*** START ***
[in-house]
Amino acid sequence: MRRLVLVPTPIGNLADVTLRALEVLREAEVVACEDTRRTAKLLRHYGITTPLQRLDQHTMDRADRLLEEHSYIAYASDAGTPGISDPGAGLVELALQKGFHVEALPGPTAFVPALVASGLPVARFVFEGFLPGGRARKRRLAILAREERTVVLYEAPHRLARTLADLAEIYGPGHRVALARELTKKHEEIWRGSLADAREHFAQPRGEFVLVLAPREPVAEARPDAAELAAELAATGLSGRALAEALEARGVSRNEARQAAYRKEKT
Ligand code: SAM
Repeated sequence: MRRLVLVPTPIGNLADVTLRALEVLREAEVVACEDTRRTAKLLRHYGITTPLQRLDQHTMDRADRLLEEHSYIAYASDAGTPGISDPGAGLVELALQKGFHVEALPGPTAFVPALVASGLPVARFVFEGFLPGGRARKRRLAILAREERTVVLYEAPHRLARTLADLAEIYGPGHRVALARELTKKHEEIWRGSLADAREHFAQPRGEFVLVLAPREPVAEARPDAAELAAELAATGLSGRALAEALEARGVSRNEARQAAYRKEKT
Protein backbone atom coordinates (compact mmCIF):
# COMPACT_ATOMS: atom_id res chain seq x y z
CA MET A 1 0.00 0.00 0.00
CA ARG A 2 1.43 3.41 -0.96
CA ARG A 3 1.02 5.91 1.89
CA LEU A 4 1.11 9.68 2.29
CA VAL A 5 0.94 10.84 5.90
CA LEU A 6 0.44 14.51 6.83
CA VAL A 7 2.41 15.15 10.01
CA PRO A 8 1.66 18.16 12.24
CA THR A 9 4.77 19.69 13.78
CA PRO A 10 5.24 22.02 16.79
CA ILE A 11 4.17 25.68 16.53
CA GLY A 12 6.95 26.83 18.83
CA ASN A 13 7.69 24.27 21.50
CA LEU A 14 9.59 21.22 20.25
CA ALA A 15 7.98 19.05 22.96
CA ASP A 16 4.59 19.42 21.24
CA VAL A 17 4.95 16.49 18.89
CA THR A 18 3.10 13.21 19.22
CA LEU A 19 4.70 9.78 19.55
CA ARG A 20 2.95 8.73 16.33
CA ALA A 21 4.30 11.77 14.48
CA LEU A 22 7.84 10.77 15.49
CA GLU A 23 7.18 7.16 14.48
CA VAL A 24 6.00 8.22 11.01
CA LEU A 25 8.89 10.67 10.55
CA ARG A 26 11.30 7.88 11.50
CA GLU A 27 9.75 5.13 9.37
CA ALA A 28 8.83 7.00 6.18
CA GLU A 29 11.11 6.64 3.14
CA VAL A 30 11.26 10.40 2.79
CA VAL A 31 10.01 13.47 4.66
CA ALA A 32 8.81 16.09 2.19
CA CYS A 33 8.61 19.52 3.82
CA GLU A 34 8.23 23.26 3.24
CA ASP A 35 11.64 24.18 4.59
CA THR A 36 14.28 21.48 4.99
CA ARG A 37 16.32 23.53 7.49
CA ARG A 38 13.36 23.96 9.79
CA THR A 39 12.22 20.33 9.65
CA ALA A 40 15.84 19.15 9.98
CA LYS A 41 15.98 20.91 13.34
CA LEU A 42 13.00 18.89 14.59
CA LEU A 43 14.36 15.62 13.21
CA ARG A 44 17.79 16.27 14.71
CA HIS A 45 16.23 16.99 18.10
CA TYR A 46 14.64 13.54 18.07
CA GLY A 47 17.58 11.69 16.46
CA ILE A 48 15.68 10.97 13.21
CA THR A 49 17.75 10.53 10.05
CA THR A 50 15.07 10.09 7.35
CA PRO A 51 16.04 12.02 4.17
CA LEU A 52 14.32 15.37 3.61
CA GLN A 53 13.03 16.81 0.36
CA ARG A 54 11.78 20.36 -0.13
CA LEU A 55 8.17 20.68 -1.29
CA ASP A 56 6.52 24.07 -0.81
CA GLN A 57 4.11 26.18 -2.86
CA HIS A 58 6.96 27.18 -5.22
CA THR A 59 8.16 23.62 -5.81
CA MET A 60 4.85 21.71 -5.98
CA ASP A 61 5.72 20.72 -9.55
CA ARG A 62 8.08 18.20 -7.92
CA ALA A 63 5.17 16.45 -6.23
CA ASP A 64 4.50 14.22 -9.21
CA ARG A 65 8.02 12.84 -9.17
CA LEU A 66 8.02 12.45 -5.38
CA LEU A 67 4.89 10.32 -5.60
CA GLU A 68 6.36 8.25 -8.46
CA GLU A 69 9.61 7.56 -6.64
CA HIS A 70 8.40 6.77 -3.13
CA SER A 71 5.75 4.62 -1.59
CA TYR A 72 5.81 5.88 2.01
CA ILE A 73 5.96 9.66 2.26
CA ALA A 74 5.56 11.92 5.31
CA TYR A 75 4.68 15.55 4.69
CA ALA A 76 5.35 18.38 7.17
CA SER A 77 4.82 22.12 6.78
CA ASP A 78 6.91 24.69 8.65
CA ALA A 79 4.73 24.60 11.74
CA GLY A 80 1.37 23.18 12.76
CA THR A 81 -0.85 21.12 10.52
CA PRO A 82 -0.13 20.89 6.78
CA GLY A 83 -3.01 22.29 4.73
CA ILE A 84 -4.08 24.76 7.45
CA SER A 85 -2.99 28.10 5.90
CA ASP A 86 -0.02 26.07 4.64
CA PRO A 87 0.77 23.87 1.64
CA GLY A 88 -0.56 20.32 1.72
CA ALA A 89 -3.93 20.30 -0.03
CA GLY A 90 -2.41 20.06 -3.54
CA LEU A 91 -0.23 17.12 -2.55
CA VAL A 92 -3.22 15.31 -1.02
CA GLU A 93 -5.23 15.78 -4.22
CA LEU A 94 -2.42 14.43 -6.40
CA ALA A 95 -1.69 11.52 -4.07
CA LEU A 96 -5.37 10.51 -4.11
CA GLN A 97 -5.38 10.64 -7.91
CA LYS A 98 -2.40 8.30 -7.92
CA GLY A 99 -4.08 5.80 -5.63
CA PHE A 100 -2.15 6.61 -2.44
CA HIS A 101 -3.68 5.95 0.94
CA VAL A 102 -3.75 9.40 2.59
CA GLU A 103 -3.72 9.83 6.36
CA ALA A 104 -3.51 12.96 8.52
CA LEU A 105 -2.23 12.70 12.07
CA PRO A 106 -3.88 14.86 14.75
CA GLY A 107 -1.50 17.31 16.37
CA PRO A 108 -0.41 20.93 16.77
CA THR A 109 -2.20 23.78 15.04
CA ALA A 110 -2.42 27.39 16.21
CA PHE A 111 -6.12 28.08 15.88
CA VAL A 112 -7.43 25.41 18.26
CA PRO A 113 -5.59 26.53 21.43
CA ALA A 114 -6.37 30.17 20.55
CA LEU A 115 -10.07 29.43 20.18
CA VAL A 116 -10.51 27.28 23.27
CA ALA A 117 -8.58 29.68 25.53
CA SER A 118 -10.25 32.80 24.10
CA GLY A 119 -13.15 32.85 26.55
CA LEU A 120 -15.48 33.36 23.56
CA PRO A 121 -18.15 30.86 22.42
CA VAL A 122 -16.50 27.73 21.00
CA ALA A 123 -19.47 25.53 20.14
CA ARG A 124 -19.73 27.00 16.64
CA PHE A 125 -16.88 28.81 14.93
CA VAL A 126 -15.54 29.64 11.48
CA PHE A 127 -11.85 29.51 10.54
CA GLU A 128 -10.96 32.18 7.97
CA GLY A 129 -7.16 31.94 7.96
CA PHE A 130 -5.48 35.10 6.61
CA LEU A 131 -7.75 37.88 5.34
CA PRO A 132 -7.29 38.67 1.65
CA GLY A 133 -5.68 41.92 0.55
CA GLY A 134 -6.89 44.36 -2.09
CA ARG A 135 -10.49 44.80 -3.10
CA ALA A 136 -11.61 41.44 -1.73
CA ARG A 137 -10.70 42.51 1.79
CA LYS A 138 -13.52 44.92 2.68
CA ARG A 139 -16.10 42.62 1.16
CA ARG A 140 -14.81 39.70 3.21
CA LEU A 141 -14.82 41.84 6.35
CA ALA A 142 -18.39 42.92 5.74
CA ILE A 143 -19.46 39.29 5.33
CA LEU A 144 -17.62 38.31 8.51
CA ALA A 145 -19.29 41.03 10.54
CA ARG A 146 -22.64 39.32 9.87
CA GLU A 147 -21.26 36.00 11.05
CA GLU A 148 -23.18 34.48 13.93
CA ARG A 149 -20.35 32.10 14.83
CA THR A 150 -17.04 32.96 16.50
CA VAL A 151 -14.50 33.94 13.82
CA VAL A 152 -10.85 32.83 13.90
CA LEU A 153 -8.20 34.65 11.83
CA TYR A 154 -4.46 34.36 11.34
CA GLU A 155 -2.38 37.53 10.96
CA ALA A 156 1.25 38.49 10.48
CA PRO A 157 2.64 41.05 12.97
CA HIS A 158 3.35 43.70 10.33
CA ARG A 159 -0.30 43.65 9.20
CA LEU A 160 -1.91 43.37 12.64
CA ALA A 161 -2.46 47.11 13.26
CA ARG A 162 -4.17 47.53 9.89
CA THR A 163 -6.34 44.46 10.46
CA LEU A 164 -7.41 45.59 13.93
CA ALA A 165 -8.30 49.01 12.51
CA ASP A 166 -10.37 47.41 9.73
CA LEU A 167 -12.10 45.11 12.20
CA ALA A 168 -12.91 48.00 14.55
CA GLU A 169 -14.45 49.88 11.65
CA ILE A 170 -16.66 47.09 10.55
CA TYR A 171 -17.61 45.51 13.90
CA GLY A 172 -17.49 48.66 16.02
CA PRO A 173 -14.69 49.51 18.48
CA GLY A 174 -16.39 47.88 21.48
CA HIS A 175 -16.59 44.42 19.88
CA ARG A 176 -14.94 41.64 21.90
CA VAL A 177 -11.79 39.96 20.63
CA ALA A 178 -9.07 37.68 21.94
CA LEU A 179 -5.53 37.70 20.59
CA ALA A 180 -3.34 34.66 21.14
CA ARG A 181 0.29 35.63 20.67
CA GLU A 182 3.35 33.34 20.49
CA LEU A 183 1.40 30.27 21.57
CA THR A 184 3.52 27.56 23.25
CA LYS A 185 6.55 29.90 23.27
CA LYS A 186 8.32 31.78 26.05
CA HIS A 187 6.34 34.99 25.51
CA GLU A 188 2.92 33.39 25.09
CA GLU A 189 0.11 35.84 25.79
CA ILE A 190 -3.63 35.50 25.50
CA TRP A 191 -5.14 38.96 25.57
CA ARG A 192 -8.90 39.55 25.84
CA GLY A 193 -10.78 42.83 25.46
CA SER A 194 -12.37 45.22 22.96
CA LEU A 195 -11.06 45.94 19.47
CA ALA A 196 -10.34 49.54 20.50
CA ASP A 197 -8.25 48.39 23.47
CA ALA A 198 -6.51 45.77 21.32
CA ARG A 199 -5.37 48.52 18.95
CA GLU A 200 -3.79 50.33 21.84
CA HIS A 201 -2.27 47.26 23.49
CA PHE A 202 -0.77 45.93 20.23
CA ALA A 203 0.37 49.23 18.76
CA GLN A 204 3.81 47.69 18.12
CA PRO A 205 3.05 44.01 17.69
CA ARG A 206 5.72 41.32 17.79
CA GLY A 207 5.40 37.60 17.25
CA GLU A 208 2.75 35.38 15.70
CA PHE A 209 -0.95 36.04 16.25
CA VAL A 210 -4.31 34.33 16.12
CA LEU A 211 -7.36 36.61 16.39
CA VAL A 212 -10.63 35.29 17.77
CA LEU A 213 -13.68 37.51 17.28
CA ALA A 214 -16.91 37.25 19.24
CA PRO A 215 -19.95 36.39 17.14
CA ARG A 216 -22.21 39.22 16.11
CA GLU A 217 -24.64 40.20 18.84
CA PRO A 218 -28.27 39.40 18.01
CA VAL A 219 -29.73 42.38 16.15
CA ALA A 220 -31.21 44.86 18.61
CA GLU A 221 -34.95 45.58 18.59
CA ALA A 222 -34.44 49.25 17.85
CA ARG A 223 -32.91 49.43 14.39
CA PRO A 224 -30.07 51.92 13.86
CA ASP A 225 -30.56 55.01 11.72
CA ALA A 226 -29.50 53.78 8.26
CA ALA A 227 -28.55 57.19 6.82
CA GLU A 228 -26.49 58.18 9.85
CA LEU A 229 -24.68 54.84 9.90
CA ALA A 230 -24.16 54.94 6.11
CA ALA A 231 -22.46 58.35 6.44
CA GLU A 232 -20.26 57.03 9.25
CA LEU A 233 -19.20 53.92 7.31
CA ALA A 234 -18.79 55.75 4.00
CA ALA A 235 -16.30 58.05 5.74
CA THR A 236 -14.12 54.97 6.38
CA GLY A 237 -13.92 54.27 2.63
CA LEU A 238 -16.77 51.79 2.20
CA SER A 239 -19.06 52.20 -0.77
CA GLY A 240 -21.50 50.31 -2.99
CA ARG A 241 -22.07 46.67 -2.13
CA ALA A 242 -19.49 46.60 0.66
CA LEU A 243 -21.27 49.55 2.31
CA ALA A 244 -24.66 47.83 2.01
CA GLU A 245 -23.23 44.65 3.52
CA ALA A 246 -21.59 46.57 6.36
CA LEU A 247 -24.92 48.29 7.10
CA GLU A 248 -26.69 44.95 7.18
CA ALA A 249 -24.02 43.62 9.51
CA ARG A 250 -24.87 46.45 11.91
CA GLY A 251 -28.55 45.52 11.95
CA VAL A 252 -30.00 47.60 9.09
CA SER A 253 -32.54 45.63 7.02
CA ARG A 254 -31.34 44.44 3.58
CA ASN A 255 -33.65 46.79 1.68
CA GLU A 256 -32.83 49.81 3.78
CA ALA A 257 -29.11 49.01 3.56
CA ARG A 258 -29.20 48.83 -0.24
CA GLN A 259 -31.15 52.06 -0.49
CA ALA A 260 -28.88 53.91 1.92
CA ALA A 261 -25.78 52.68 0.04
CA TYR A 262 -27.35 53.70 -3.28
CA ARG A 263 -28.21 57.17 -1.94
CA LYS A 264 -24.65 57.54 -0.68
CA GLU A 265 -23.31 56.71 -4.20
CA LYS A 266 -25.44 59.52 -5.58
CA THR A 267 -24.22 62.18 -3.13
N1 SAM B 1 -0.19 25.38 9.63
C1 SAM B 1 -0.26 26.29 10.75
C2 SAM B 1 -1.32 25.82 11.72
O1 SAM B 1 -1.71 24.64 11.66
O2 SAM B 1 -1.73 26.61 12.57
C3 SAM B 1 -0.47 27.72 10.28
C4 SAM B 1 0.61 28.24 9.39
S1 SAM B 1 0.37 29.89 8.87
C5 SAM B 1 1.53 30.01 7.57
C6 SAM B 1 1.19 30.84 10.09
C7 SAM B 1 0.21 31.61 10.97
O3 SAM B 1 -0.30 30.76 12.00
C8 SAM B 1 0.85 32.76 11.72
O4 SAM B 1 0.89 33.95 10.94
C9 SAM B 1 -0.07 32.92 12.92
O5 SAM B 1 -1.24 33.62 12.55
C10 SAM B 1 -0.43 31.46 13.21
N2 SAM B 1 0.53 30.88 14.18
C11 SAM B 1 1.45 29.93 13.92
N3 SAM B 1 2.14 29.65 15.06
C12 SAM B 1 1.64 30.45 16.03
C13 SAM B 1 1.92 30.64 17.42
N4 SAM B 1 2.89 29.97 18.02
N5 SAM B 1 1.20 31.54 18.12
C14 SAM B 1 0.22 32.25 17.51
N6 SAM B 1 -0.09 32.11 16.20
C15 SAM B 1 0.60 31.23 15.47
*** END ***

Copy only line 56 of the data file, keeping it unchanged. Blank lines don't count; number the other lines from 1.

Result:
CA THR A 50 15.07 10.09 7.35